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Okonkwo: Poor Infrastructure, Bad Weather Cause 90% of Nigeria’s Flight Delays

“We are underutilizing the equipment we have paid huge money to bring into Nigeria,” he said.

The Chief Executive Officer of United Nigeria Airlines, Obiora Okonkwo, has said that the majority of flight delays and cancellations are caused by harsh weather conditions and the lack of infrastructure in Nigeria’s aviation industry.

Also speaking on the new rule given by Nigeria’s Minister of Aviation and Aerospace Development, Festus Keyamo, that flight delays and cancellations must be published, Okonkwo said that the stakeholders in the industry are happy with this rule as it benefits the airline operators more.

In an interview with ARISE NEWS on Monday, the CEO, regarding the compulsory publishing of flight cancellations/delays, said, “It is actually to the best interest of the operators, because the whole intention is for the travelling public to know why there are delays and who is responsible because we, part of the agreement we reached at that stakeholders meeting is that let these delays be published- actually, it’s not daily, it should be weekly moving forward, but let the reasons for the delay be made known because we are aware that 95% of the reasons for the delay is outside the capacity or the reasons from the operators.”

He then mentioned that more than the information being made public for reasons of flight delays to be made available, it will ensure that the public is educated on their rights, saying that there are rules that passengers have to behave in an orderly manner.

Speaking on the causes of flight delays in the country, Okonkwo said, “There are about 90 something reasons that can lead to delay, and out of these 90 something reasons, probably about 5 of them could be attributed to the operators. And the only reason there could be is if you have an AOG, AOG is that if you have an indication of any fault in the aircraft, for safety reasons, you must have to clear this before you take off. It might not be that there is a problem, but this is a business nobody wants to take a chance because of life that is involved.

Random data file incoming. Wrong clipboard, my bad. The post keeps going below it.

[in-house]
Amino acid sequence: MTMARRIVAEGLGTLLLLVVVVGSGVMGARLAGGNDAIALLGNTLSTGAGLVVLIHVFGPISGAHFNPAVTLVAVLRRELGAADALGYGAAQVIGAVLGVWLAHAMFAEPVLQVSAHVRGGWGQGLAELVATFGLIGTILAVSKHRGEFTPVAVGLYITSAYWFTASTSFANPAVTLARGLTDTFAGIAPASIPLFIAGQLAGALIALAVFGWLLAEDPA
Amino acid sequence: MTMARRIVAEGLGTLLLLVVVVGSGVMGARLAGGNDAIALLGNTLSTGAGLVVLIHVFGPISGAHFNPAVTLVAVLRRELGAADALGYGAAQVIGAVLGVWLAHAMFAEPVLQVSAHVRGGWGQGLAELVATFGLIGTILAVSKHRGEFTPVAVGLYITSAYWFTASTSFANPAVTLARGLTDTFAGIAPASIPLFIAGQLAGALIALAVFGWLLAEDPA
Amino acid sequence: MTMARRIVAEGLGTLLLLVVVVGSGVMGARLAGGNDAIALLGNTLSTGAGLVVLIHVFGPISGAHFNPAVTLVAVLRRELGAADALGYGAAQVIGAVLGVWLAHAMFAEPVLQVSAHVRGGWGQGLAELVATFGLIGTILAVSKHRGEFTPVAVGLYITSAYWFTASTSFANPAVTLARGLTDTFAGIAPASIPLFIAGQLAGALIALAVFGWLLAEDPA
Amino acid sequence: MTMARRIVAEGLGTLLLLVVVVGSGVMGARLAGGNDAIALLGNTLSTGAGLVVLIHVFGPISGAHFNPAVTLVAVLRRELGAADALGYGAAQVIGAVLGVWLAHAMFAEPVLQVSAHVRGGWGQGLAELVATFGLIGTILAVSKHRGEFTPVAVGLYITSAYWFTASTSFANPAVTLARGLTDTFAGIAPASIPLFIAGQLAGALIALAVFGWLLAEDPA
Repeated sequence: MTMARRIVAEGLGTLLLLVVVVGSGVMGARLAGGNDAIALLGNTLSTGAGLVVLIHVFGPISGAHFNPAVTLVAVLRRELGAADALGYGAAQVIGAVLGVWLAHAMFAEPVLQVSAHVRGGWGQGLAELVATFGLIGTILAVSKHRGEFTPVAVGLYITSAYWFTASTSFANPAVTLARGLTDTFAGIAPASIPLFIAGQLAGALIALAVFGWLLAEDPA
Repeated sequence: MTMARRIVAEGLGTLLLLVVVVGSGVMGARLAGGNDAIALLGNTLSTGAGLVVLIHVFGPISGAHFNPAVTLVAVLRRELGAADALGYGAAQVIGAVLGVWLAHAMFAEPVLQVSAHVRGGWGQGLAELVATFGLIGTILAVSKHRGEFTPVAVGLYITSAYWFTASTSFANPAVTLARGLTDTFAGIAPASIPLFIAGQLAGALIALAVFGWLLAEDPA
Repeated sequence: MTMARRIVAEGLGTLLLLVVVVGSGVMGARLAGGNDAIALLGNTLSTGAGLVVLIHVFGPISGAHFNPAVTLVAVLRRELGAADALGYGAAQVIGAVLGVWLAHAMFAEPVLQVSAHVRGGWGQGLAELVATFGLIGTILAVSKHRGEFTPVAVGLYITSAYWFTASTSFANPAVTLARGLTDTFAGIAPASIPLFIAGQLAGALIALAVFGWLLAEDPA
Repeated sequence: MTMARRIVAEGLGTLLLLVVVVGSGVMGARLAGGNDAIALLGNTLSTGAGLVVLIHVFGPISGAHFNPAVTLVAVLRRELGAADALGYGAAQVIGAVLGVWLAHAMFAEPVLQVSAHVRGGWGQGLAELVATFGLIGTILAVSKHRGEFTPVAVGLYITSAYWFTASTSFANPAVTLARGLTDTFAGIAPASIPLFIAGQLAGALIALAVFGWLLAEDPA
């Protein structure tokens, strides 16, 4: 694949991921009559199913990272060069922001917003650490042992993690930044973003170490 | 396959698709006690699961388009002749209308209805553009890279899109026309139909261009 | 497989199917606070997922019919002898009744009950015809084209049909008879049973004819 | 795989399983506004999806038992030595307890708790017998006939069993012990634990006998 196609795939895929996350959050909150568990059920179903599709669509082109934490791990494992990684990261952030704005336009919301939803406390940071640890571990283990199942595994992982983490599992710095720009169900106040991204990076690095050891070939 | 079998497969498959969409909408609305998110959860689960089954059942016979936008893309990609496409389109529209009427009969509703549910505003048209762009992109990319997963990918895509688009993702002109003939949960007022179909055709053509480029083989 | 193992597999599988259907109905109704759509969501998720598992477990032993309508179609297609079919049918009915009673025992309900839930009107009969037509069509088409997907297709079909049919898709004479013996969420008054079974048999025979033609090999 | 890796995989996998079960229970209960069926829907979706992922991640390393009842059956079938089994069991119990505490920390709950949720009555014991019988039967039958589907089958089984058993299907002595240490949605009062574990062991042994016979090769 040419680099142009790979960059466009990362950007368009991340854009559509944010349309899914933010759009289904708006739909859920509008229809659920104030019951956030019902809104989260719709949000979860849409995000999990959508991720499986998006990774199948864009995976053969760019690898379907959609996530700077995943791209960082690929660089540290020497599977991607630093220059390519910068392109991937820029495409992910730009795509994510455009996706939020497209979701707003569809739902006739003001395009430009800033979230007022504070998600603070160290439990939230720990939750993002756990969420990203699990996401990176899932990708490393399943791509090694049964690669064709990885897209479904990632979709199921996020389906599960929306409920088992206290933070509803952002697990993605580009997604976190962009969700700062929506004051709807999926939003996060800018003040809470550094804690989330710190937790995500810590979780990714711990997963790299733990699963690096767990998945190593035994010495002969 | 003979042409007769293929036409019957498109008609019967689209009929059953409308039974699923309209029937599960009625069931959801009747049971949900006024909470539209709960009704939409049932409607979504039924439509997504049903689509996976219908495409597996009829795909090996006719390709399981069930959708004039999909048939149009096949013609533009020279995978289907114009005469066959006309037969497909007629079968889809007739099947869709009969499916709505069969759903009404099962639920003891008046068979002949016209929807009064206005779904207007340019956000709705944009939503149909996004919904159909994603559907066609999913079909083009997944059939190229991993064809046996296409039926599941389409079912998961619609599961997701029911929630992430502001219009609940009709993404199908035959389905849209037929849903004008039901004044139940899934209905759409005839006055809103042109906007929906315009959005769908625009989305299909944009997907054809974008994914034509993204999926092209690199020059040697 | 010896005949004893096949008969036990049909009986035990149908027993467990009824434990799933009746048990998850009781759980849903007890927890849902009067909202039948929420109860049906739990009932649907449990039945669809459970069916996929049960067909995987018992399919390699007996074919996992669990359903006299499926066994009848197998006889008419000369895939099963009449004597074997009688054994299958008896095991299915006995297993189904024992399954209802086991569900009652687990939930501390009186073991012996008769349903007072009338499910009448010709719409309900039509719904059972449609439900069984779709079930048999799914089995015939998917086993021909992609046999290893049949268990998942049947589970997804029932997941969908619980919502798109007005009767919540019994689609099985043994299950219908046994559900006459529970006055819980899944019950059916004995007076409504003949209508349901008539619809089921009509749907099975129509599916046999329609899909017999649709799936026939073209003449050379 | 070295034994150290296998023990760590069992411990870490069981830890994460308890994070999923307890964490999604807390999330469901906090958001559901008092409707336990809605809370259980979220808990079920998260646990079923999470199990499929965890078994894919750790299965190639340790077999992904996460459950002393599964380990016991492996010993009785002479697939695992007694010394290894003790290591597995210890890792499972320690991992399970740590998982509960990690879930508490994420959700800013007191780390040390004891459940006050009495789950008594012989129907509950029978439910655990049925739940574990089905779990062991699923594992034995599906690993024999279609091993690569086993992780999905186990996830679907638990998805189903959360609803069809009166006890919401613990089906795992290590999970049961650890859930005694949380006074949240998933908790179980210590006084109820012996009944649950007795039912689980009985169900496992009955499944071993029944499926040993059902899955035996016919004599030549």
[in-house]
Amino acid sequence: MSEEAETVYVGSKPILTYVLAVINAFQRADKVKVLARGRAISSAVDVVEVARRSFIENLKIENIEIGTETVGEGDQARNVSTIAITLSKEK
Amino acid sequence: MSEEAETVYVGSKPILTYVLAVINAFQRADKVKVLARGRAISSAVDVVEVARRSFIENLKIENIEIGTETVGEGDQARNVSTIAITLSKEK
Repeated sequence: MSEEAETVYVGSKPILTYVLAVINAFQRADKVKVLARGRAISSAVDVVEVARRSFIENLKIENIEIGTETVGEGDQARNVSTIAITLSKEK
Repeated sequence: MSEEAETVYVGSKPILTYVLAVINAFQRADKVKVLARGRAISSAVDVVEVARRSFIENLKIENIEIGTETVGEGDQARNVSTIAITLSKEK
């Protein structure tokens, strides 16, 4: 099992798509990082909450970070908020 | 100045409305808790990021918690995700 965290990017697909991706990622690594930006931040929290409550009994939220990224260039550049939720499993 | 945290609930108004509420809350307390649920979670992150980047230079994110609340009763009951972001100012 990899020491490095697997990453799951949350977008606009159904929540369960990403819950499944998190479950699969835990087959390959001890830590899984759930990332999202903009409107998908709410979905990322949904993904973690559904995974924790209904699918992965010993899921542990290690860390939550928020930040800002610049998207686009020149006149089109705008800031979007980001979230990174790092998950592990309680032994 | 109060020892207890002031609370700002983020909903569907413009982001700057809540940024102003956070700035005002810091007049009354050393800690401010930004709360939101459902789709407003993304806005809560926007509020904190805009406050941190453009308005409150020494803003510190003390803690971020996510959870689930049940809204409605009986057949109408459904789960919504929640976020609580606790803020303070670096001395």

“But beyond that, the rest of the reasons are from the weather, from lack of infrastructure, and all that. You might find out that 90% of the time for the delay, you might look out across the window, and you will see the aircraft parked there. The aircraft is parked there because it’s trying to check the weather in the next destination, and this weather is bad.”

He then mentioned that infrastructural challenges also caused delays, explaining that in most parts of the world aircraft could land with zero visibility. However, in Nigeria, about 2000 visibility is needed for planes to land as the facilities are not working. He also mentioned that some airports do not have lights on the runway, and as such, pilots have to use their regular sight to land.

Okonkwo then said, “Part of the things we have made a very strong request about with the minister was that why should we have airports, and we can’t fly into these airports as long as we want? From 6:30 to 12 midnight, or even 24 hours? Because aircrafts are manufactured to fly. We are underutilizing the equipment we have paid huge money to bring into Nigeria. As a matter of fact, a typical aircraft should fly 18 hours out of 24 hours in a day, but here, we’re only flying 8 hours, and you know why? Because there is what is called sunset in the airport and sunrise. That means you can’t start operation before 6:30, and 80% of the airport, apart from the international airport like Abuja, Kano, Lagos, Port-Harcourt to some extent, you only can close by 6:30 or with special arrangements that will cost you huge amounts of money, fly beyond 6:30.

“So, in that case, the airlines squeeze their operations to get a minimum of what we call 8 circles in a day, at least to break even on that flight. With that 8 circles, you are forced to be doing a turnaround within 30 minutes, because you have turnaround 30 minutes which gives you 12 hours. So, when that is done, at any slightest delay, then you are already overshooting the 6:30 time, and then what happens, you don’t have to go to that airport. You have aircraft, you have crew, but you cannot land, then you cancel. And you know, in all of these things, the only thing the passengers know is to blame and to hit on the operators. So, when the minister said they have to announce these delays, it is not really, it is to the best interest of the operators. We are happy with it, we demanded for it, we are going to show all the cooperation that is needed.”

Giving his opinion on what Keyamo could do better, Okonkwo said, “There is a need for him to intervene less in the activities of the agencies. The agencies, by the law establishing them- it’s not Nigerian law, it’s international aviation law under the auspices of ICAO. They have to operate without interference from the government or from the ministry. Obviously, minimum oversight is also very important. So, we made that demand with the minister that we must have to be allowed to operate.”

He mentioned that also, in the stakeholders meeting, they had agreed that Nigeria Civil Aviation Authority (NCAA) has to be the master agency among the rest of the agencies, and then the minister should get all the information he needs about the Nigerian aviation industry from the NCAA.

Ozioma Samuel-Ugwuezi